The UK car market has two significant waves across any year: The new registrations that happen in March and April and then again in September October – as the number plates change. The data science team at Auto Trader monitor close to 800,000 cars every day, checking for patterns in the underlying numbers. The latest data shows that demand for used electric vehicles is increasing and that second hand EV prices are becoming much more competitive.
Electric care are still a relatively new product to buy second hand. While it has been possible to buy EVs like the Nissan Leaf since 2011, the product available to drivers now is vastly different. The price, specification and (most importantly) range of modern EVs started to take shape around 2020. In the three years since, the number of brands/models in the market has exploded – and pricing has become much more competitive – especially with countries like China joining in the chase for consumer cash.
While Tesla has been the firm market leader until recently, with typical pricing in the £40-100,000 range, global number one BYD has launched the ATTO 3 less than £40,000 and has plans on the horizon to attack the £10,000 price point. Tesla has reacted to increasing competitive pressure with a series of package optimisations and price cuts. Other brands, unable to compete with Tesla’s reputation for performance/range, have had to follow suit – and a number of major European brands have been offering purchasing incentives worth up to £10,000 recently. As we reported recently, Tesla, SAIC and BYD continue to lead.
Year on year, the advertised price of a second hand EV has dropped by almost 19% – as availability has doubled (year on year) from May 2022 to May 2023.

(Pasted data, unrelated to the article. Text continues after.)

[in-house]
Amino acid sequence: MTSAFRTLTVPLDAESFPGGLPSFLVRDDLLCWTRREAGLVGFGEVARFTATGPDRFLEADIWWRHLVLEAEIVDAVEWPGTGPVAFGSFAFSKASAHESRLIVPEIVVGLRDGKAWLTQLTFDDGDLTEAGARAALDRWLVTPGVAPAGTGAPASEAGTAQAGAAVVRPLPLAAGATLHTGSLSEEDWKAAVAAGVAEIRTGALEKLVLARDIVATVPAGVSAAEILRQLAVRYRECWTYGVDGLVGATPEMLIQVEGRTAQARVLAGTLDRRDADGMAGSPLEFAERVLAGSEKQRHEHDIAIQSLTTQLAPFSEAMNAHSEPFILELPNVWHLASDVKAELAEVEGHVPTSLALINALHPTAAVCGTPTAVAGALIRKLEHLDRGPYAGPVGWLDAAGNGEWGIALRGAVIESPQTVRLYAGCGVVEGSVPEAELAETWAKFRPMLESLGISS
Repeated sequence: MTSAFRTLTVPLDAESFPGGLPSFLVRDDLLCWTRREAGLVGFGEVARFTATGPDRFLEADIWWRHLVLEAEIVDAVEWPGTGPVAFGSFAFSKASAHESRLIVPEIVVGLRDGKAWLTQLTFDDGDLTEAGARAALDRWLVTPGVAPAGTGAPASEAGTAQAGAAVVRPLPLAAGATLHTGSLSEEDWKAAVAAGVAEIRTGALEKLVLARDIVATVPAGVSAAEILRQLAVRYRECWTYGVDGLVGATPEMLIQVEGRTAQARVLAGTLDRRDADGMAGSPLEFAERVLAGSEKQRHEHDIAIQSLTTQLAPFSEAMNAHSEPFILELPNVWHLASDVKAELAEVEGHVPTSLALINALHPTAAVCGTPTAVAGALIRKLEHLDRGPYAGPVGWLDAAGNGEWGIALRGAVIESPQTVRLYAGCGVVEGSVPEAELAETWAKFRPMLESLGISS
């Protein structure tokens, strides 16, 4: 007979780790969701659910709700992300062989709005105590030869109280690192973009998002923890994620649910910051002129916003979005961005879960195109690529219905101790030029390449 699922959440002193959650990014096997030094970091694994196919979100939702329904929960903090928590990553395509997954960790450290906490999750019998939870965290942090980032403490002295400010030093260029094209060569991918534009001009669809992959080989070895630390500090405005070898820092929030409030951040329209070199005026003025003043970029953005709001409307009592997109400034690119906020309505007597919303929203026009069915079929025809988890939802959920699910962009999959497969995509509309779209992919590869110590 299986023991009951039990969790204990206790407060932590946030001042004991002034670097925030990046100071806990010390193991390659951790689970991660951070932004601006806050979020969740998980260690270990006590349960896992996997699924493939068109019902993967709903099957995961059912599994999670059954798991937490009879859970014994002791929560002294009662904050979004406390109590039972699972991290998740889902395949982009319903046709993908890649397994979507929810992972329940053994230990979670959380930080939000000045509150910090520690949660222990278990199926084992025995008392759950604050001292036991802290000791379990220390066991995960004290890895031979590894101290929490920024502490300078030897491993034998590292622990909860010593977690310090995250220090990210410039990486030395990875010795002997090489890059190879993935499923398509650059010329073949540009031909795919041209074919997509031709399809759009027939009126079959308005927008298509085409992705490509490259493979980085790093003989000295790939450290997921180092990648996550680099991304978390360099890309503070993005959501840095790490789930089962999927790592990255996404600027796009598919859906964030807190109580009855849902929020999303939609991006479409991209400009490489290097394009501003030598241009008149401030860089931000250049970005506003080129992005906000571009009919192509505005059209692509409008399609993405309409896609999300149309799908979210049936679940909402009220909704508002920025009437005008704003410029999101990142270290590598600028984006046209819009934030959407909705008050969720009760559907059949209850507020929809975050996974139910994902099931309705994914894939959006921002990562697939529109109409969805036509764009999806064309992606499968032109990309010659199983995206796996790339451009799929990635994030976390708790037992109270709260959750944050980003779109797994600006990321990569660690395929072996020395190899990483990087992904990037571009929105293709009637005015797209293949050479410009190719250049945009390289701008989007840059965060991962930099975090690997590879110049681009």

Looking at the number of searches being carried out on second hand electric vehicles, the number of drivers who are looking to switch away from petrol/diesel is increasing by around 44% year on year.
The drop in average EV prices has significantly closed the upfront price gap between many electric models and their ICE counterparts, and in some cases, made them cheaper. For example, a three-year-old electric Jaguar I-PACE is now £600 cheaper than a traditionally fuelled F-PACE. And with retailers slashing the prices of used Teslas more than any other brand in response to new car price reductions, the average price of a used 3-year-old Model 3 (£30,700) is now just £3,600 more expensive than a BMW 3 Series of the same age – in August the price gap was a whopping £22,000. As a result, the Model 3’s market share of electric enquiries through Auto Trader has shot up from 8% to nearly one in five (18%) over the same period.
There are now around 15,000 second hand EVs for sale on Auto Trader and 29% of those are now under £20,000 – and searches for EVs has shot up from 4% to just under 8% in one year. You can find earlier model EVs, like the Citroen C-Zero, for less than £3,500 from time to time.
Auto Trader’s Director of Data and Insight, Richard Walker, said “The health of the used car market remains extremely buoyant, as despite growing pressures on household finances, we continue to see car buying demand on our marketplace well ahead of last year’s levels. With no imminent change to the current market dynamics, we can expect used car prices to stay strong for the foreseeable future, which should help retailers maintain robust margins”.
Walker predicts that there will be close to 1 million EVs on the UK’s roads by the end of the year.
So how long is it taking for EV buyers to make their selection and part with their money?
Well that is very brand dependent, according to Walker. He says that as supply and demand dynamics improve, used electric cars are starting to sell faster, with the average EV taking 42 days to sell in May, which is down from a peak of 47 days in January. However, the speed of sale lags far behind petrol and diesel cars, which both took an average of just 27 days to leave forecourts last month. The Tesla dynamics impacting price are also seeing used Teslas fly off the forecourt with an average of 22 days to sell, almost half of the overall used EV average.
Sue Robinson, Chief Executive of the National Franchised Dealers Association (NFDA), says “It’s positive to see used EV retail prices begin to stabilise. NFDA’s Electric Vehicle Approved (EVA) scheme positions dealers at the forefront of EV retail and are critical information hubs for consumers seeking to make their transition to electric and debunking any misconceptions relating to used EVs”.
As more EVs are launched into the market, with lower prices, increased ranges and very simple servicing schedules – so the draw toward cleaner motoring will increase. Now we need a sensible increase in the number of public charge points and a corresponding decrease in the price per kWh for electrical power.
To see the very best EVs available in 2023, check this link.